|3-8||Asparagus spears are immature shoots that you pick in spring before they have a chance to grow into tall stems and feathery leaves. Grown from two-year-old ‘crowns,’ you should only harvest asparagus after its third year in the ground. After your plants become established, they can keep producing for twenty or more years.|
|Babington’s leek (Wild leek) |
Allium ampeloprasum var. babingtonii
|5-9||This wild perennial leek grows in sandy soil all over the British isles but tolerates most soil types and pHs. It spreads through its bulb and bulblets and, when harvested, looks very much like a standard leek, though the flavor is a little more garlicky. The plant can grow up to six feet tall and needs full sun but is resilient to high winds and exposed locations. The entire plant is edible, including its top-set of bulbils.|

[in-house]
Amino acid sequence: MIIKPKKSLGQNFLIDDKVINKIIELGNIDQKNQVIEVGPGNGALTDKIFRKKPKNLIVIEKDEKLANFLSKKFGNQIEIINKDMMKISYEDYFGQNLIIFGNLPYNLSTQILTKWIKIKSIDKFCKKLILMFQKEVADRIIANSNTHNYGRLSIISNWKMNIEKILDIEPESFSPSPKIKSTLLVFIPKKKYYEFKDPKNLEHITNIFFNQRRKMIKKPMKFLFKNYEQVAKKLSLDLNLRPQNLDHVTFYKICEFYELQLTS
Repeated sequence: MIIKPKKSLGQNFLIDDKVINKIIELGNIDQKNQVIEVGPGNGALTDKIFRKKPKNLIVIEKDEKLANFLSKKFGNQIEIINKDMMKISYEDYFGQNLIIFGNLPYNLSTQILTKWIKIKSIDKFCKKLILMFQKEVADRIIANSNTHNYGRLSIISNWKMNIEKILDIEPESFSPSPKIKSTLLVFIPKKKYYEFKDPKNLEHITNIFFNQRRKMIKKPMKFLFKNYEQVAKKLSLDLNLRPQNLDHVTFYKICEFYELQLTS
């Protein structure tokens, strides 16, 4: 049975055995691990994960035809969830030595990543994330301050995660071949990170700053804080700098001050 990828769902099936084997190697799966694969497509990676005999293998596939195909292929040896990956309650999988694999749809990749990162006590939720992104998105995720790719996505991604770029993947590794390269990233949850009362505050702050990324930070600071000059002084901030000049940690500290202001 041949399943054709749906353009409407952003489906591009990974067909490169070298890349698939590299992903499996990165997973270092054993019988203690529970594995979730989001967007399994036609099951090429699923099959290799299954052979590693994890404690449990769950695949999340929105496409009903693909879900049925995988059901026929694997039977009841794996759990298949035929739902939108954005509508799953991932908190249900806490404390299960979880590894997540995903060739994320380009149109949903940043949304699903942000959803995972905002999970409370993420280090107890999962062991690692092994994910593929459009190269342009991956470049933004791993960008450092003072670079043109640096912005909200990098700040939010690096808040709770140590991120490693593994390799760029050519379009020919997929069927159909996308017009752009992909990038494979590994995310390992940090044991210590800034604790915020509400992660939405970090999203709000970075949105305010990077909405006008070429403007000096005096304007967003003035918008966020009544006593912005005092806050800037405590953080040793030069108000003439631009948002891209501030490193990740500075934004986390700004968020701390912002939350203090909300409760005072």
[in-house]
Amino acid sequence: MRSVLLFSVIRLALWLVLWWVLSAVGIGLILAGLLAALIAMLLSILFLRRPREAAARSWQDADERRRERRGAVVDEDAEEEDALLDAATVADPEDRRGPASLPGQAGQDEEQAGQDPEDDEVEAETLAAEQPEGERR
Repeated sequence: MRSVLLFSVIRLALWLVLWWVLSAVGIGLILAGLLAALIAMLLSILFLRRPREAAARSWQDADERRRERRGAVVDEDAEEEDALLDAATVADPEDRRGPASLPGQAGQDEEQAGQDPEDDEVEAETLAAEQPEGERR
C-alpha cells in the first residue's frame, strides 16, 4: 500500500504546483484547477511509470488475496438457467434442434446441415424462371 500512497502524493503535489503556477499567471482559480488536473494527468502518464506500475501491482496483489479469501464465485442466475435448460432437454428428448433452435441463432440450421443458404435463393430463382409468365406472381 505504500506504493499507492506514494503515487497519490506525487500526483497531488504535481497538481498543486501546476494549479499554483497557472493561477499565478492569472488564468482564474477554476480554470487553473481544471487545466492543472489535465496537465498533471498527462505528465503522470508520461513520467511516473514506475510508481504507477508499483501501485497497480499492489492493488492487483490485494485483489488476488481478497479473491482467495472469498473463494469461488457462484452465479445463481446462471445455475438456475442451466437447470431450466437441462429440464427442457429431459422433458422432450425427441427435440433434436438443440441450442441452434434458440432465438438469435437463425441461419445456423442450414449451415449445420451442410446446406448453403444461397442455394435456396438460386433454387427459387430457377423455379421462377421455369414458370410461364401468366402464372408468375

Jerusalem Artichokes are also called Sunchokes
Roots, bulbs, and tubers
There are so many edible perennial roots, bulbs, and tubers available that they deserve their own section. The types below have flavorful and sometimes energy-packed subterranean parts, and many can persist in the ground from year to year. If you have sub-zero winters, make sure to lift your tubers and replant them the next year to ensure they survive.
|Perennial vegetable||USDA Hardiness zones||Growing tips|
|Chinese artichoke (Crosnes) |
|5-9||Harvest the peculiar white tubers of this plant in early autumn and serve raw or lightly stir-fried. Each plant only produces about 6 ounces (170 g) of tubers, and they are small at only about one to two inches long. Still, they’re a delicacy and worth your effort if you have space to give them. They have a water chestnut texture and a nutty flavor. In mild regions, you can leave some of the tubers in the ground to regrow the next year. Prefers well-drained soil in full sun and does not like frost. Only plant when the soil warms up in spring.|
|Chicory (Radicchio) |